How well the offer on your landing page/squeeze page converts when targeting visitors from Facebook (or other similar display media such as banner ads) is not always just related to the quality and effectiveness of the offer and the design and copy on your landing page.
It’s very commonly understood in the direct response marketing world to test and measure different traffic sources to see how they convert. The school of thinking here is sound, because you can then ‘run your winners long and cut your losers short’ by keeping any traffic sources that are converting well and culling the traffic sources that are not converting to a standard that you are happy with.
But what about within traffic sources?
One thing that can affect your conversion rate in a major way is the ‘tightness’ of the traffic within a traffic source. This can be shown below with the ‘Facebook Targeting Tightness Conversion Curve’.
What this shows is that within traffic sources the conversion rate will vary depending on the ‘tightness’ of the traffic, meaning the closer your targeting is to the exact audience who is your perfect avatar (the sweet spot), then the higher that the landing page is likely to convert because your ‘message to marketing match’ is more exact.
The further that you get away from the sweet spot of your exact target market into broader edge traffic that have similar characteristics and interests, then the lower the conversion rate as a general rule.
How this came about for us was we had a seminar landing page that was converting at roughly 10% from Facebook traffic, which is not great but given that events have time and location components it is understandable. We then decided that we ‘needed more traffic’ so instead of just targeting our ‘sweet spot’ traffic of 46,000 people in the city we were holding the event we decided that we would go broader. We then targeted 600,000 people that were ‘edge’ traffic for us that had similar characteristics and interests to our exact avatar.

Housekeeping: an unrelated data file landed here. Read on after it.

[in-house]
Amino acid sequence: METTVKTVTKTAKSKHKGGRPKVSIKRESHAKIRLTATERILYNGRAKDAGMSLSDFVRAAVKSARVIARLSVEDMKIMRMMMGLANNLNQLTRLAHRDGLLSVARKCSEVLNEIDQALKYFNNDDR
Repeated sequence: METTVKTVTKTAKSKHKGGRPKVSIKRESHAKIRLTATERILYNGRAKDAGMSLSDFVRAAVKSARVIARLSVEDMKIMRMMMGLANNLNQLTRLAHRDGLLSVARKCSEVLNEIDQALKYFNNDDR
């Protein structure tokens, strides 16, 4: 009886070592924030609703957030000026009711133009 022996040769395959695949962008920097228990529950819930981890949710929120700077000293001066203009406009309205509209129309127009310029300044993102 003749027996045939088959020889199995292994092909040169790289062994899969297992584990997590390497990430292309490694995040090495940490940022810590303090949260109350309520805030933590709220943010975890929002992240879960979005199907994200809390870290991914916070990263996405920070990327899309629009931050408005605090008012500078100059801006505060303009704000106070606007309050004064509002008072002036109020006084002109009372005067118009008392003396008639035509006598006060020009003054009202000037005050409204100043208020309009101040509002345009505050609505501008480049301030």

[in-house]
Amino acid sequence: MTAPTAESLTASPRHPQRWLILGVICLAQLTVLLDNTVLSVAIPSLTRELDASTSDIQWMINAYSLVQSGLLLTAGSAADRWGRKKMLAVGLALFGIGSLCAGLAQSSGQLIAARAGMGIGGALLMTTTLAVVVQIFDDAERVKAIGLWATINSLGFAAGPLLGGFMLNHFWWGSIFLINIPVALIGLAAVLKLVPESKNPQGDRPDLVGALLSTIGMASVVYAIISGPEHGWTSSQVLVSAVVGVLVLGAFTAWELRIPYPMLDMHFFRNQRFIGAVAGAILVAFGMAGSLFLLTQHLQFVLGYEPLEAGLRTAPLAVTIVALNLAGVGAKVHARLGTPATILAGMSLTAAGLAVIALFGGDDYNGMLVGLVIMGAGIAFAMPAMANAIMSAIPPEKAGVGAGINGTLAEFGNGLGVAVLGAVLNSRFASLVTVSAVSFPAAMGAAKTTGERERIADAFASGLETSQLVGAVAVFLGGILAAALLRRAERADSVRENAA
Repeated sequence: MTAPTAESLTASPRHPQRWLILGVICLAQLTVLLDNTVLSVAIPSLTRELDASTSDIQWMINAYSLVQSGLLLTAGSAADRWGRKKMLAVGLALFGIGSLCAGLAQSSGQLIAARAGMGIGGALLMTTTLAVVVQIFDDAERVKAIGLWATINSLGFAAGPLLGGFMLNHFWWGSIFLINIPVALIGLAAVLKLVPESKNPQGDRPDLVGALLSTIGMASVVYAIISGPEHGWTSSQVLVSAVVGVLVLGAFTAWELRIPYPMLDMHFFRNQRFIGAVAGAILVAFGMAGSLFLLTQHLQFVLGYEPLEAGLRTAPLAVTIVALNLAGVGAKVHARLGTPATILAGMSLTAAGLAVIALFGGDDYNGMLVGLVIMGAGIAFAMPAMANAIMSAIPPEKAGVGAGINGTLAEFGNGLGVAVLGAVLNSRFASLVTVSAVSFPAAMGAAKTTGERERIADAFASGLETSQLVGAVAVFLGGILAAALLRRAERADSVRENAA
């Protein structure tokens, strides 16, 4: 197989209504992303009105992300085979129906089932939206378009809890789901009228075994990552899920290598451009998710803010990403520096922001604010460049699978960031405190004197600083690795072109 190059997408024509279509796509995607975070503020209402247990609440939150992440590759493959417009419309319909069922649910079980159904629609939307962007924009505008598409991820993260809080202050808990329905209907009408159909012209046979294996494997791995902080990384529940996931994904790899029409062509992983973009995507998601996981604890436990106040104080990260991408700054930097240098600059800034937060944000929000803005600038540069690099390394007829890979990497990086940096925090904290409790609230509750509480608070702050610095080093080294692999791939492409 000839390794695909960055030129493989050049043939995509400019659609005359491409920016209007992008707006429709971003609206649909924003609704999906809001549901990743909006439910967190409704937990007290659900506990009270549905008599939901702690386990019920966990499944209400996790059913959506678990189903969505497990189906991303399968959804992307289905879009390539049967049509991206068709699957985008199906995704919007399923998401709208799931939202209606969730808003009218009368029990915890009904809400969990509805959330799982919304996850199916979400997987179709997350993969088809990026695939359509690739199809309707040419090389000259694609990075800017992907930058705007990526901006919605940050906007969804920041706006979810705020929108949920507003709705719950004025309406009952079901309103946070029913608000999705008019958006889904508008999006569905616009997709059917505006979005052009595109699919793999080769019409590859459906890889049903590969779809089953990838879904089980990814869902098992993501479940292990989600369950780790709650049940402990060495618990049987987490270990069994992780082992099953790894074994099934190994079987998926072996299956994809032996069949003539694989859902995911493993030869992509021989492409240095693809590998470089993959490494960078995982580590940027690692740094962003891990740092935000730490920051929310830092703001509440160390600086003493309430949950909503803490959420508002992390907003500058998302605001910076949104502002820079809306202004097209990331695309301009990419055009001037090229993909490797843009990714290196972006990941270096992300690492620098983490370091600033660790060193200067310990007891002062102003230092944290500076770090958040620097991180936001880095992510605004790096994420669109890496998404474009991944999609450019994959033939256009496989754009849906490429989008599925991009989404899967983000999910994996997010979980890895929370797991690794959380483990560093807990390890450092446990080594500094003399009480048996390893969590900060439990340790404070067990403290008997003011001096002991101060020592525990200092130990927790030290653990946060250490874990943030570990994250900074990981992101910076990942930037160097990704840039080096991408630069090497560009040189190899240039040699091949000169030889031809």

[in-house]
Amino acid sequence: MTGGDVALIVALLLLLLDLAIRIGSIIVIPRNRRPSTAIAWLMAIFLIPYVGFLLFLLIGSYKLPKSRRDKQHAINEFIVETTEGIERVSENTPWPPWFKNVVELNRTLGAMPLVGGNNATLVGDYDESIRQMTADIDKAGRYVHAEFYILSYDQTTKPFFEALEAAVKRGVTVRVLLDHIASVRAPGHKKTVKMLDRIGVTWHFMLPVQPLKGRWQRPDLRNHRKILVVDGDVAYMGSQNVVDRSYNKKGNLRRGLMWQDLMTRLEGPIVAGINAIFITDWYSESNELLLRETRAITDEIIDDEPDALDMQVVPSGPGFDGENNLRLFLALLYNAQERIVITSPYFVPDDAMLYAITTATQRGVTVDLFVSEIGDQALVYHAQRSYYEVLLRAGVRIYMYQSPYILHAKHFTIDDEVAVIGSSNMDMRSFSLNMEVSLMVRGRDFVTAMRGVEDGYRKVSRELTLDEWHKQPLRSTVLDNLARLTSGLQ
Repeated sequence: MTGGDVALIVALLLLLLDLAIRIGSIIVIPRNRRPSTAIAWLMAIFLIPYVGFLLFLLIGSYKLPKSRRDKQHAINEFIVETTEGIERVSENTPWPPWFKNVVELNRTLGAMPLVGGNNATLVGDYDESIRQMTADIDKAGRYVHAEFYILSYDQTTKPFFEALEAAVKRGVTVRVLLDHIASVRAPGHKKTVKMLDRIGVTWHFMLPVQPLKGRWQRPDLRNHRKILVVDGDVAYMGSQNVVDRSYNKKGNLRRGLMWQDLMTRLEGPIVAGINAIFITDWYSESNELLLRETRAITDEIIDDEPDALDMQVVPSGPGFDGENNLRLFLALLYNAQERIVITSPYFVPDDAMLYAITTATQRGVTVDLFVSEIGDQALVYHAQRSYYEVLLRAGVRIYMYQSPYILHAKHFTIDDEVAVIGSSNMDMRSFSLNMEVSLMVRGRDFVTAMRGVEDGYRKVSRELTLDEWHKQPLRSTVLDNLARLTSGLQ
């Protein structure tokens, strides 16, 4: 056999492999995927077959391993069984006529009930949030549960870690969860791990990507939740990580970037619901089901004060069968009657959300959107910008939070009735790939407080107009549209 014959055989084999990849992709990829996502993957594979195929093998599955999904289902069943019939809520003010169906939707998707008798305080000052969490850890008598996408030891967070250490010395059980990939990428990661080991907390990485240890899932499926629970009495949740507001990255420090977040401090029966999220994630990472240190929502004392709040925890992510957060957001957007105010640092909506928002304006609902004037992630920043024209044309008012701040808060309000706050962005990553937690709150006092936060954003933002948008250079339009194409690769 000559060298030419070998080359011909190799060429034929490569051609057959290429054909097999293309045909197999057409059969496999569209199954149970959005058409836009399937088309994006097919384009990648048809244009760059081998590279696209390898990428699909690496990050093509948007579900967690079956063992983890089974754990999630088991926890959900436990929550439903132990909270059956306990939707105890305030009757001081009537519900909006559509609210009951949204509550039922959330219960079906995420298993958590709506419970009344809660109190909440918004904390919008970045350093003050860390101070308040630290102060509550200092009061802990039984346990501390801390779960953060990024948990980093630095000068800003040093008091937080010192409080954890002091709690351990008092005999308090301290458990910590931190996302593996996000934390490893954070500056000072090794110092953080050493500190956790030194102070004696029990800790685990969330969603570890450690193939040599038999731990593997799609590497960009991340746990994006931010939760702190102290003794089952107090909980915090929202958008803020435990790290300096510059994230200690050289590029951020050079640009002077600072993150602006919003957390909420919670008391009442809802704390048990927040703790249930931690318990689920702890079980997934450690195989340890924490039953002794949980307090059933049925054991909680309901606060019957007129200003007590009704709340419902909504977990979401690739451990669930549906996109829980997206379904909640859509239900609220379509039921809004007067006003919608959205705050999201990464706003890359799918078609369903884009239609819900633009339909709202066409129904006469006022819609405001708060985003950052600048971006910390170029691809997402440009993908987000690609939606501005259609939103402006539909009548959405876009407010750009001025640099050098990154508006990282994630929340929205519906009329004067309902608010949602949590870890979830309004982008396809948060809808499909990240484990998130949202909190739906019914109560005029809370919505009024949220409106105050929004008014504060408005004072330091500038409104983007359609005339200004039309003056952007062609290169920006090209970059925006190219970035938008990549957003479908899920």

Our conversion rate went down as low as 1%-2%. It sounds silly with the benefit of hindsight, but at this stage I hadn’t put two and two together and figured out what was causing the issue. So I setup a new split test and started testing ‘video’ vs ‘no video’ design to see if the video was the problem.
It was only when I was talking to my brother Dave the mechanic on the phone and he said to me ‘everyone I know keeps telling me that they are seeing you on facebook’ that I realised it wasn’t the page, the video or the offer, it was the targeting tightness that was the problem. Luckily I’d had a few nights out on the town with Dave’s mates to know that they were not our perfect target audience for a digital marketing event.
So that’s the story behind the Facebook Targeting Tightness Conversion Curve. It’s worth now taking a moment and thinking about your Facebook Ads and seeing how close are they to your ‘sweet spot’ or are you potentially wasting money like I was.
Let us know your thoughts or experiences on this.